FISHER: Do you consider the episcopate to be of divine origin or a necessary part of the structure of the Church? How do your views on this affect the current talks on AnglicanMethodist relations?
ARCHBISHOP: I believe that the otlice of Bishop as father in God, guardian of the faith and organ of the Church's unity—not necessarily in its Anglican shape but essentially— is a divine gift to the Church necessary for the Church's unity.
FISHER: How do you recon rile this with Methodist beliefs in view of your talks for communion'
ARCHBISHOP: Well, the Methodists at present have not got episcopacy as we Anglicans understand it, but it is a condition of a unity church between Methodists and Anglicans that there will be episcopacy, while also the Methodists will bring into the united church many features of their own life and traditions.
FISHER: By way of interpolation, could you say how the talks are going and how optimistic are you for a successful result?
ARCHBISHOP: T think that there is a large body of conviction both in the Anglican Church and in the Methodist Church in favour of this plan for inter-communion and then Church unity. It's too early to say whether the matter is likely to go quickly forward to a conclusion. It's too early to say that.
FISHER: Has the promulgation of the Vatican Council's Decree on Ecumenism and the Constitution on the Church le.ssened the major doctrinal differences between our Churches?
ARCHBISHOP: T don't think the Decree on Ecumenism has lessened the major doctrinal differences. I think it has shown within the Roman Catholic Church a bit of a shift in the proportions of doctrine and a notable recognition of a. true ecclesiastical life outside the Roman Church. That I would say is a shifting of proportion rather than a change of dogma.
FISHER: And what about the greater Constitution on the Church which is the greatest achievement of Vatican 11?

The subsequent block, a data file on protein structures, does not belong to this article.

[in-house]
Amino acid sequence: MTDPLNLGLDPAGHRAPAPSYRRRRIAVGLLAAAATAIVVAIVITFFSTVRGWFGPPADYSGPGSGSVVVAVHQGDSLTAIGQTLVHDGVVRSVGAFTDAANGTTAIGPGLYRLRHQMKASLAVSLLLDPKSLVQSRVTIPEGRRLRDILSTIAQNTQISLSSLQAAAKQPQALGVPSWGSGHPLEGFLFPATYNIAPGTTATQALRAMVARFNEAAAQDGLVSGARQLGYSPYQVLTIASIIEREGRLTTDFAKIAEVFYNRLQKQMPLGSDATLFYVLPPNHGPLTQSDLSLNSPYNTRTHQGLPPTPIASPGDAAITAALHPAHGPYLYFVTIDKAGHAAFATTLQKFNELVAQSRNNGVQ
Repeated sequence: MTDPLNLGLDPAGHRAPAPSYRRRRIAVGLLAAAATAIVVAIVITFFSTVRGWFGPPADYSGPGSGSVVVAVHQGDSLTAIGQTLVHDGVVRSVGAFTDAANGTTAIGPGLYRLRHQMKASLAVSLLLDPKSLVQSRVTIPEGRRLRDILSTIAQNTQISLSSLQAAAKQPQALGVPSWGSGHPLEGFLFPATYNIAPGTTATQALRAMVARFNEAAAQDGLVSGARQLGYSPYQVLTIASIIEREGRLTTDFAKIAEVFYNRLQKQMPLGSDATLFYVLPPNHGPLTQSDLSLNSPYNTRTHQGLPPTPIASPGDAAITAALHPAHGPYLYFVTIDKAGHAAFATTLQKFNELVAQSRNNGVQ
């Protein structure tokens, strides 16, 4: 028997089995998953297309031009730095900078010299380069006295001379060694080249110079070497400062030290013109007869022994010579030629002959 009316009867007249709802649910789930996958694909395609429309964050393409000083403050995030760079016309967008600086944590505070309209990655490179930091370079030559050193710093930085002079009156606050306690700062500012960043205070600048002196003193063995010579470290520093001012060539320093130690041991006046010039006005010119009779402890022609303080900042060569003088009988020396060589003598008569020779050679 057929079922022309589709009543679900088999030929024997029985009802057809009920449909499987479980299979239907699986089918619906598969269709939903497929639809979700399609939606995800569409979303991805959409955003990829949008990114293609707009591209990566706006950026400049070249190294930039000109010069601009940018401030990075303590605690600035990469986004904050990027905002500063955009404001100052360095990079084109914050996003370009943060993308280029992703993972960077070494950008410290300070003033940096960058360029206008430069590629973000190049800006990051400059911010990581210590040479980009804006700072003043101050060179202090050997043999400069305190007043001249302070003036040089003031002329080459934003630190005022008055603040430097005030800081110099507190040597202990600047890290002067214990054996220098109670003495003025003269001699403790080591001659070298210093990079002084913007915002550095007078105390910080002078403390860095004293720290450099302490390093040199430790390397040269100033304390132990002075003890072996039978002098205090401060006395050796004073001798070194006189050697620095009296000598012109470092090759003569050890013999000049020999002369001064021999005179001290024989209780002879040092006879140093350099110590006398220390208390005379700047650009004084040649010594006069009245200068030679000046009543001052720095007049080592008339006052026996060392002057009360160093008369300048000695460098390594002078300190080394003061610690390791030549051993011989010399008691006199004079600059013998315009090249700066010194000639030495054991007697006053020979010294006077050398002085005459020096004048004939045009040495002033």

ARCHBISHOP: I would evaluate it in the same way As a change in the proportions of doctrine that is significant and hopeful.
FISHER: With specific reference to the definition of the principle of collegiality vis-a-vis the primacy .. .?
ARCHBISHOP: Indeed, yes, I think that is very significant indeed. FISHER: And this, you think, might lessen the theological differences and help bring the two Churches together? ARCHBISHOP: I think it lessens the sharpness of the division between the Roman Catholic view of authority as it has been understood and our own view of authority. FISHER: Though it is not important now. the question of establishment might he a molar obstacle ecumenically from our point of view. Even at present it might prove a great obstacle to common prayer if it gives Anglicans an automatic position of superiority. Do you foresee disestablishment?
ARCHBISHOP: I don't foresee disestablishment within the near future. I think that we have to work for and conserve certain essential liberties of the Church and certain fundamentals in our relation with other Churches. If in the end establishment proved to be a stumbling block it would go.
FISHER: Finally, what lessons can we learn from you and what could we teach you? ARCHBISHOP: Well, I think that we can learn from Roman Catholics much about prayer and spirituality and penitence and the discipline of the Christian life, the hold upon the supernatural. I think that Roman Catholics might learn from us something of the principles of intellectual freedom and also something in the realm of Christian moral witness and understanding of the problems of conscience. where I think our witness has been important.